Presentation on theme: "Journal What are three ways that investigators can use Forensic Anthropology (human remains) and Forensic Odontology (teeth) to identify a victim?"— Presentation transcript:
Journal What are three ways that investigators can use Forensic Anthropology (human remains) and Forensic Odontology (teeth) to identify a victim?
Also known as Forensic Dentistry First Forensic Dentist in the U.S. was Paul Revere. He helped identify fallen Revolutionary War soldiers. The proper handling, examination, and evaluation of dental evidence. This dental evidence can be used to help reconstruct a crime scene or help identify a victim.
Forensic Odontologists Forensic Dentists are responsible for 6 main areas of practice: A) Identification of found human remains B) Identification in mass fatalities C) Assessment of bite mark injuries D) Assessment of case of abuse (child, spousal, elder) E) Civil cases involving malpractice F) Age estimation
Dental Evidence Evidence may be derived from teeth. DNA, Age, Individual Characteristics of Bite Marks Useful in determining the age and identification of the person to whom the teeth belong.
Bite Marks Bite marks can be left on the following: A) Victim (by the attacker) B) Perpetrator (from the victim of an attack) C) Object at the crime scene
Age Estimation Age can be estimated using dental records. Tooth eruption and tooth wear are observed to give an age estimation. Odontologists examine the cementum: mineralized tissue that lines the surface of tooth roots. Cementum exhibits annual patterns of deposition.
Four Types of Teeth Incisors Canine Premolars Molars
Incisors Flat surfaces Straight, sharp horizontal edge for cutting and biting Long, single conical root
Canine Very strong, pointed corner teeth Larger and stronger than incisors Used for tearing and shredding Single root longer than other tooth types
Pre-molars (Bicuspid Teeth) 8 Premolars Used for chewing of food Placed laterally behind the canine teeth 1-2 roots
Molars 12 Molars Back human teeth Large and flat upper surface 2-4 Roots Largest of the permanent teeth Used for final chewing/grinding of food before swallowing
Tooth Numbering System
Anatomy of a Tooth Tooth enamel Dentin Dental pulp Cementum Gums Periodontal ligament Alveolar bone
Anatomy of a Tooth
Enamel Hardest part of the tooth Hardest of all the tissues in the human body Protective tooth structure that covers the exposed part of the tooth (the crown)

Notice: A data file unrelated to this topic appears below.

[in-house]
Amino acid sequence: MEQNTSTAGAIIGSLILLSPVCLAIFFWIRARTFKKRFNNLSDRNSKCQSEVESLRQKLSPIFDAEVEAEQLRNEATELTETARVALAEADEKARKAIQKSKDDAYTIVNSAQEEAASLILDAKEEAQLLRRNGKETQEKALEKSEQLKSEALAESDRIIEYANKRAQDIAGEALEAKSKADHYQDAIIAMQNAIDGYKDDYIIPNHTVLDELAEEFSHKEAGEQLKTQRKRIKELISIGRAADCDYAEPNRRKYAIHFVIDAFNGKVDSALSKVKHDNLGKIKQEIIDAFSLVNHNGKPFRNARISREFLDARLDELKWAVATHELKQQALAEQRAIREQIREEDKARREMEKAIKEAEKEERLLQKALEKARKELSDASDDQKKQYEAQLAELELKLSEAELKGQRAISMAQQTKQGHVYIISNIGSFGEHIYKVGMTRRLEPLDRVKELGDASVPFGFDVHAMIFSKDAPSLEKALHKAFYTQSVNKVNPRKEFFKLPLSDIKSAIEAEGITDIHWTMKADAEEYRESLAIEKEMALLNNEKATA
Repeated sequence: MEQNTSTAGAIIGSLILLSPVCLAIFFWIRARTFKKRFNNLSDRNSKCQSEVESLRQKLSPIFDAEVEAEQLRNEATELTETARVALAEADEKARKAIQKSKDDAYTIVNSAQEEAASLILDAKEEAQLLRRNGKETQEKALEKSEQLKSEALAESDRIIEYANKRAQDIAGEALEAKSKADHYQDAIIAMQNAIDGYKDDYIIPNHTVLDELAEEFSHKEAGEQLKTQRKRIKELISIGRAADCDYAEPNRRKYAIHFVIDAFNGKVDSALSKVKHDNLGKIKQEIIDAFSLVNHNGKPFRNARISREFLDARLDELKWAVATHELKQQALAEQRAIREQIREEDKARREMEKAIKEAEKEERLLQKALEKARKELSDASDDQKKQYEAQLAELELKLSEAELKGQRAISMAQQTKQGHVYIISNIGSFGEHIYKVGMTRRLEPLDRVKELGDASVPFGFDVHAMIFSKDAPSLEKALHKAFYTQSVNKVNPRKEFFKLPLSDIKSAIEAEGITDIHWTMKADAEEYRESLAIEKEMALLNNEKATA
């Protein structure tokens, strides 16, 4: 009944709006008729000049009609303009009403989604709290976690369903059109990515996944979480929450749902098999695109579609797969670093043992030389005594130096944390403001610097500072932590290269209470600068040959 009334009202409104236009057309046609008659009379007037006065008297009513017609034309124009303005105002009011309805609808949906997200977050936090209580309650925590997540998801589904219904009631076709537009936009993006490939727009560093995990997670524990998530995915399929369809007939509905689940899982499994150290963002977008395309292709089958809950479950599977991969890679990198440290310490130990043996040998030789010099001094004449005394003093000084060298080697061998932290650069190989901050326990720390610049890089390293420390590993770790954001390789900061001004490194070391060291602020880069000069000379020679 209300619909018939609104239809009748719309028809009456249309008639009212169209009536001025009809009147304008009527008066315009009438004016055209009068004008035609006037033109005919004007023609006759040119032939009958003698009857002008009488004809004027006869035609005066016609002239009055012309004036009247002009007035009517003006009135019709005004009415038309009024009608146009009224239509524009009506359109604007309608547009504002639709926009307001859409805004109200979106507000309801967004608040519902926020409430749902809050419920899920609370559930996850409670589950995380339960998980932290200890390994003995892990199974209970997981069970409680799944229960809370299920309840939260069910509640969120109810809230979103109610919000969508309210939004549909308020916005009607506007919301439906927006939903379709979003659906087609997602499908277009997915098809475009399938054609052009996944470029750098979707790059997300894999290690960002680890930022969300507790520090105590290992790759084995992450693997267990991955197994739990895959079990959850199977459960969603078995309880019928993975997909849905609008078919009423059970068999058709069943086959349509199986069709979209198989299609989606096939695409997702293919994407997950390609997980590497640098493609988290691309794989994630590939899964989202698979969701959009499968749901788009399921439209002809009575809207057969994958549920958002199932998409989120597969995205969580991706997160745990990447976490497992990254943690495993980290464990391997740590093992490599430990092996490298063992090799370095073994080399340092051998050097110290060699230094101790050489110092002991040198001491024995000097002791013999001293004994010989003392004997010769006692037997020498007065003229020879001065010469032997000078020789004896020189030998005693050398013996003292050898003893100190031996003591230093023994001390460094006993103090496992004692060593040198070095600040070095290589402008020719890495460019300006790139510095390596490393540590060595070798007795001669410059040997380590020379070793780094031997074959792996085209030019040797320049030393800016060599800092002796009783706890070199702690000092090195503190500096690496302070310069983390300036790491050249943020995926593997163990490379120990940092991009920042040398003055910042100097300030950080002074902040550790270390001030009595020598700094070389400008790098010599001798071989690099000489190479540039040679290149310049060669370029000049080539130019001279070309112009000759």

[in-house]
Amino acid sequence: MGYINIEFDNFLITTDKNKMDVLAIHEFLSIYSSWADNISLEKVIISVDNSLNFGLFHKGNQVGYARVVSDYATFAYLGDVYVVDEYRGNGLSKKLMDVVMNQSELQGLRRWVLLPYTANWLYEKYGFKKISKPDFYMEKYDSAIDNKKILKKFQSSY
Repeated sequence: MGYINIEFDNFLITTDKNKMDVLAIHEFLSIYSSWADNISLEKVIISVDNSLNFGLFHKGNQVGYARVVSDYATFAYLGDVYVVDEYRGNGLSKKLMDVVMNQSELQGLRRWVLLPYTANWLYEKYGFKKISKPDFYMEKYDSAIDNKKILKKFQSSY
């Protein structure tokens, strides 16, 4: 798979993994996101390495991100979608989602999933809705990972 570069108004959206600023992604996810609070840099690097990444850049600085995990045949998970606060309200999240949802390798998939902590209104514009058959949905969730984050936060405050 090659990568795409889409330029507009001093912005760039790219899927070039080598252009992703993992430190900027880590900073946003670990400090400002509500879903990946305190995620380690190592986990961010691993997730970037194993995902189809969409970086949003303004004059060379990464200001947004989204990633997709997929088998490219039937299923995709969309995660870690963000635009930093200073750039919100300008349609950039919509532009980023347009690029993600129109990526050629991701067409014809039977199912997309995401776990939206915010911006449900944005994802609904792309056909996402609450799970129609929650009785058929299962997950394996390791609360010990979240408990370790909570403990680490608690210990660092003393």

Dentin Also known as Ivory Tissue below the tooth enamel that forms the main mass of a tooth. Supports the tooth enamel and supports the pressure of eating
Dental Pulp Soft connective tissue containing nerves and blood vessels that nourish the tooth. The most internal structure of a tooth (surrounded by dentine) Found in the soft center of a tooth (inside the chamber and root canal). Contains DNA.
Cementum Covers the dentine outside of the root (under the gum line) Attached to the bone of the jaw with little elastic fibers. Cementum is hard as bone but not as hard as the tooth enamel.
Gums Tough pink colored tissue that covers the bone of the jaw. Supports the tooth structure inside the alveolar bone.
Periodontal Ligament Tissue between the cementum and the alveolar bone. Consists of tough, little elastic fibers that keep the tooth attached to the jaw.
Alveolar Bone The bone of the jaw. Keeps the tooth in its place. Feeds and protects the tooth.
Using Dental Records to Identify Remains
High Profile Criminal Cases Wayne Boden (first case of Forensic Dentistry) Ted Bundy
Wayne Boden Case First case of forensic dentistry. Canadian serial killer and rapist ( ) Called the Vampire Rapist because he bit the breast of his victims. Forensic Odontology evidence led to his conviction.
Ted Bundy American serial killer ( ) Escaped twice from county jails before final apprehension in February Confessed to over 30 murders (estimates range from 26 to over 100) A combination of a witness and tooth impressions left on one of his victims helped to convict Ted Bundy.